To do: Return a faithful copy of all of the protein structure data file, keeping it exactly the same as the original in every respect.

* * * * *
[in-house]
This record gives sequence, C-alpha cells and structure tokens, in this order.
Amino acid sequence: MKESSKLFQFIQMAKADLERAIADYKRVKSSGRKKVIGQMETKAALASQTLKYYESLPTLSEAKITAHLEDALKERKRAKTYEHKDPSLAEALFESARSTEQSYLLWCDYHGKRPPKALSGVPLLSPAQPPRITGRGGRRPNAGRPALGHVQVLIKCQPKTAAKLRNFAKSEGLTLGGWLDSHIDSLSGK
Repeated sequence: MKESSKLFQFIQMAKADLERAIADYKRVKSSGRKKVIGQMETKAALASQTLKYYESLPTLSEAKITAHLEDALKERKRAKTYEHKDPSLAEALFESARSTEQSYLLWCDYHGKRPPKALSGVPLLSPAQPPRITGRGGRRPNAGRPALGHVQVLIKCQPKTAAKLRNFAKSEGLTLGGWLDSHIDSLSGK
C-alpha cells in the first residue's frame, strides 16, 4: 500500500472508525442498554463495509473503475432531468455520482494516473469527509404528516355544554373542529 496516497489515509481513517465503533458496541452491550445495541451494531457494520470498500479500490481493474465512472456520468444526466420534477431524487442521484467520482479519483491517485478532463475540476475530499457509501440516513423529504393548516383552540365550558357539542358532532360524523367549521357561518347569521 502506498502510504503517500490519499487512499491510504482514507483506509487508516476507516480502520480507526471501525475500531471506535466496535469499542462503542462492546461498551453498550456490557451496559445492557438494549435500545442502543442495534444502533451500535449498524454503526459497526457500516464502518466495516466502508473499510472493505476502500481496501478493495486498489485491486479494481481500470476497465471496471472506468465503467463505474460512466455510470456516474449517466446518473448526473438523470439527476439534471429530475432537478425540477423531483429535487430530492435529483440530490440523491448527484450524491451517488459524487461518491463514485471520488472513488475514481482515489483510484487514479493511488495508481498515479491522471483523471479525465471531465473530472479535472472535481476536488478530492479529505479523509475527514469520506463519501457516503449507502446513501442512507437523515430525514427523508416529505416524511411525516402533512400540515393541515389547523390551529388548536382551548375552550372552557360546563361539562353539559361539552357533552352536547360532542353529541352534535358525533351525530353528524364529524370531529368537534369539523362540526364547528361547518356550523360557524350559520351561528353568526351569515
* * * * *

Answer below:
[in-house]
This record gives sequence, C-alpha cells and structure tokens, in this order.
Amino acid sequence: MKESSKLFQFIQMAKADLERAIADYKRVKSSGRKKVIGQMETKAALASQTLKYYESLPTLSEAKITAHLEDALKERKRAKTYEHKDPSLAEALFESARSTEQSYLLWCDYHGKRPPKALSGVPLLSPAQPPRITGRGGRRPNAGRPALGHVQVLIKCQPKTAAKLRNFAKSEGLTLGGWLDSHIDSLSGK
Repeated sequence: MKESSKLFQFIQMAKADLERAIADYKRVKSSGRKKVIGQMETKAALASQTLKYYESLPTLSEAKITAHLEDALKERKRAKTYEHKDPSLAEALFESARSTEQSYLLWCDYHGKRPPKALSGVPLLSPAQPPRITGRGGRRPNAGRPALGHVQVLIKCQPKTAAKLRNFAKSEGLTLGGWLDSHIDSLSGK
C-alpha cells in the first residue's frame, strides 16, 4: 500500500472508525442498554463495509473503475432531468455520482494516473469527509404528516355544554373542529 496516497489515509481513517465503533458496541452491550445495541451494531457494520470498500479500490481493474465512472456520468444526466420534477431524487442521484467520482479519483491517485478532463475540476475530499457509501440516513423529504393548516383552540365550558357539542358532532360524523367549521357561518347569521 502506498502510504503517500490519499487512499491510504482514507483506509487508516476507516480502520480507526471501525475500531471506535466496535469499542462503542462492546461498551453498550456490557451496559445492557438494549435500545442502543442495534444502533451500535449498524454503526459497526457500516464502518466495516466502508473499510472493505476502500481496501478493495486498489485491486479494481481500470476497465471496471472506468465503467463505474460512466455510470456516474449517466446518473448526473438523470439527476439534471429530475432537478425540477423531483429535487430530492435529483440530490440523491448527484450524491451517488459524487461518491463514485471520488472513488475514481482515489483510484487514479493511488495508481498515479491522471483523471479525465471531465473530472479535472472535481476536488478530492479529505479523509475527514469520506463519501457516503449507502446513501442512507437523515430525514427523508416529505416524511411525516402533512400540515393541515389547523390551529388548536382551548375552550372552557360546563361539562353539559361539552357533552352536547360532542353529541352534535358525533351525530353528524364529524370531529368537534369539523362540526364547528361547518356550523360557524350559520351561528353568526351569515